I mostly agree with David Brooks's two-cheers-for-muddling-through take on the performance of Bernanke and Geithner during last fall's financial crisis. As Brooks writes:

Bernanke and Geithner favored a process of constant and gradual adjustment. They were navigating in a violent sea, shifting their weight this way and that to stay upright another day. They tried to solve one problem at a time and worry about the unintended consequences later. Their method didn’t produce a set of clear principles. Their lack of a grand plan or an exit strategy worried some. But their method matched the chaos of the situation.

Indeed. A more "principled" Fed chairman would almost certainly have had the wrong principles, which would have been completely disastrous.

Having said that, I think Brooks is a little hard on Hank Paulson, the third member of the troika tasked with stopping last fall's global meltdown. Brooks says:

Occasionally, Paulson would make a bold policy pronouncement. The idea was to lay down some sort of principle so the markets would understand the new rules and feel more secure. But then events would change and he’d have to reverse course. He’d end up producing more uncertainty, not less.

I haven't yet read the David Wessel book Brooks based the column on, but this sounds a little uncharitable to me. I agree that, of the three, Paulson's performance was least impressive. (As Brooks points out, he seemed most intent on letting Lehman fail.) But, unlike Bernanke and Geithner, Paulson worked for a democratically-elected administration. And for better or worse, when you're part of an admistration, even a lame-duck administration, you have to weigh public opinion more heavily in your decision-making. My sense is that Paulson's attempt at articulating principles wasn't just designed to appeal to markets, but to the country overall, so as to build political support for his response. Like Brooks, I think he misread the situation, but his impulse was somewhat understandable.*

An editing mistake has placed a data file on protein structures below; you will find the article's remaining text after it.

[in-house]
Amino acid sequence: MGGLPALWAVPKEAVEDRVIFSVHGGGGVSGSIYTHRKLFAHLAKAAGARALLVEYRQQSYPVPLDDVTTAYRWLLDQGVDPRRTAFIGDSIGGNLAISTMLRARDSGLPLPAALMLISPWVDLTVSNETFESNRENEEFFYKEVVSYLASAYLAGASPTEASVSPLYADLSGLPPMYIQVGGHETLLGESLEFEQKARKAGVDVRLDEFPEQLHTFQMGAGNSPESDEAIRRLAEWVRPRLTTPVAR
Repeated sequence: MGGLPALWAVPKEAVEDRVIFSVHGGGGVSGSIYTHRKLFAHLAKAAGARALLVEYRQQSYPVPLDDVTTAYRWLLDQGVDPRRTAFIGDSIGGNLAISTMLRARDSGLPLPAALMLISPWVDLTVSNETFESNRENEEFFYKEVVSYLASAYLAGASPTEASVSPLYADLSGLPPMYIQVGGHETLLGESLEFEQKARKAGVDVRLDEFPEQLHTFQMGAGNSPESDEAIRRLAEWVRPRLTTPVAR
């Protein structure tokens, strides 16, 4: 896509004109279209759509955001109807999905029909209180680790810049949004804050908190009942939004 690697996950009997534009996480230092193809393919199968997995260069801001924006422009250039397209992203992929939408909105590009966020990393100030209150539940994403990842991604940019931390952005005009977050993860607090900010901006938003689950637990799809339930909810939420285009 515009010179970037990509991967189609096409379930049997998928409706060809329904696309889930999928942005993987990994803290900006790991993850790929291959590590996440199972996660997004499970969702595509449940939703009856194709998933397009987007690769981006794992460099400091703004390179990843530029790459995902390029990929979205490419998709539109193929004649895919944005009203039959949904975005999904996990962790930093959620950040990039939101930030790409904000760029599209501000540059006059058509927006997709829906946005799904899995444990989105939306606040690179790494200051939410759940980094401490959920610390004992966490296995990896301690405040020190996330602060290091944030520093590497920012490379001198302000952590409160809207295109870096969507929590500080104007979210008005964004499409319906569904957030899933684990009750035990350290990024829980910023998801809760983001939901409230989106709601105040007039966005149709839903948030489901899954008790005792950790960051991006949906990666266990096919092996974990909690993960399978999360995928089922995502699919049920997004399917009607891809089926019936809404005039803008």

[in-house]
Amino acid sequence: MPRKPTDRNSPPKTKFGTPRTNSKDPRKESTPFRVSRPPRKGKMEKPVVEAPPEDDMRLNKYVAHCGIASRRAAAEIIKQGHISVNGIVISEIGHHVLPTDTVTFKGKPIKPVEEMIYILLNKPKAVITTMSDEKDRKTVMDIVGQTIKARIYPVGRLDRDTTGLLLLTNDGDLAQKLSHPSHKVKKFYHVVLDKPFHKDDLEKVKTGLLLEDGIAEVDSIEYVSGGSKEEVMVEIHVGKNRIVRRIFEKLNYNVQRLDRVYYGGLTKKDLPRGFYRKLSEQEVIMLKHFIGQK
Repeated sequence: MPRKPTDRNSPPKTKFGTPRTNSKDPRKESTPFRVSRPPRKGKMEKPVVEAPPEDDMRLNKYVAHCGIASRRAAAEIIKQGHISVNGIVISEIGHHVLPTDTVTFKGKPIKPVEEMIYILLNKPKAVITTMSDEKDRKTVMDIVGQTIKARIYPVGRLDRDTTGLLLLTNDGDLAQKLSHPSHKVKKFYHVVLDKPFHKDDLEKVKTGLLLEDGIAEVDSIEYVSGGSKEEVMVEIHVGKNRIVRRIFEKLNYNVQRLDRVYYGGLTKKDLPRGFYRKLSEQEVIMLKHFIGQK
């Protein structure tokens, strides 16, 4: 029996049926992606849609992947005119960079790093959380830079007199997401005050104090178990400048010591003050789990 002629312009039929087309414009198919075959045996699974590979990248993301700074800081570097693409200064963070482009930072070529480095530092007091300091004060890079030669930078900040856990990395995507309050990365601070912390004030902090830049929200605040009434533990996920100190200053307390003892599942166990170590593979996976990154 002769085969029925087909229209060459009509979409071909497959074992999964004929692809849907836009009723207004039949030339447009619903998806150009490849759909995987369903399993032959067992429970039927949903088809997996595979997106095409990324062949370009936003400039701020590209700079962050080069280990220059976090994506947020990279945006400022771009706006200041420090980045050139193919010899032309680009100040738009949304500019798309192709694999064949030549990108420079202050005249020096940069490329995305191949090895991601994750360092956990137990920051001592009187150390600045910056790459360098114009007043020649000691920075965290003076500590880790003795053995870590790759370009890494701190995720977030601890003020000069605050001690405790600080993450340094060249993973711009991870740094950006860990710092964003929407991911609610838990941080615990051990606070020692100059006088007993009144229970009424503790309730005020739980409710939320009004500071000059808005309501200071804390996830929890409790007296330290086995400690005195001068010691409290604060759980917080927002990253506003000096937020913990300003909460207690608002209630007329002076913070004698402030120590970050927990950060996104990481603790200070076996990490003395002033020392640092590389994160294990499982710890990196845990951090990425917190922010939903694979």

More importantly, I think it reflects well on Paulson that he was willing to change course when it became obvious that his initial ideas were off-base. As I wrote last month:

In fact, it wasn't just one reversal but two, with the second being possibly more important--and courageous. The first, as most people probably recall, came during the second and third week of October, when Paulson set aside his plan to buy toxic assets and instead used TARP money to inject capital directly into banks. (Paulson began the injections in a famous meeting with the CEOs of the nine biggest banks on Monday, October 13.)

The second reversal came in late October. According to [former assistant Treasury secretary Phillip] Swagel, Treasury was on the verge of returning to Paulson's original plan, using about $200 billion in remaining TARP money to buy up toxic assets. There seemed to be two goals at this point, one substantive and the other political. The substantive goal was to revive the market in mortgage-related assets. The political goal was to save face with Congress. Or, as Swagel says of a scaled-back version of the idea: "In even a modest size, this activity would have allowed the Secretary to say that he was fulfilling his initial promise to buy toxic assets."

But Paulson decided to throw in the towel--and lose face--when it became clear the plan was unworkable. Now, obviously, you'd like to have a Treasury secretary who didn't come up with unworkable plans and then bill them as The Answer. But, given what must have been unbelievable pressure to push on, I'm pretty impressed that Paulson decided to ditch it.

*Obviously part of it was simply that Paulson is, by disposition, a guy who likes to lay out principles and appear to be following them.

--Noam Scheiber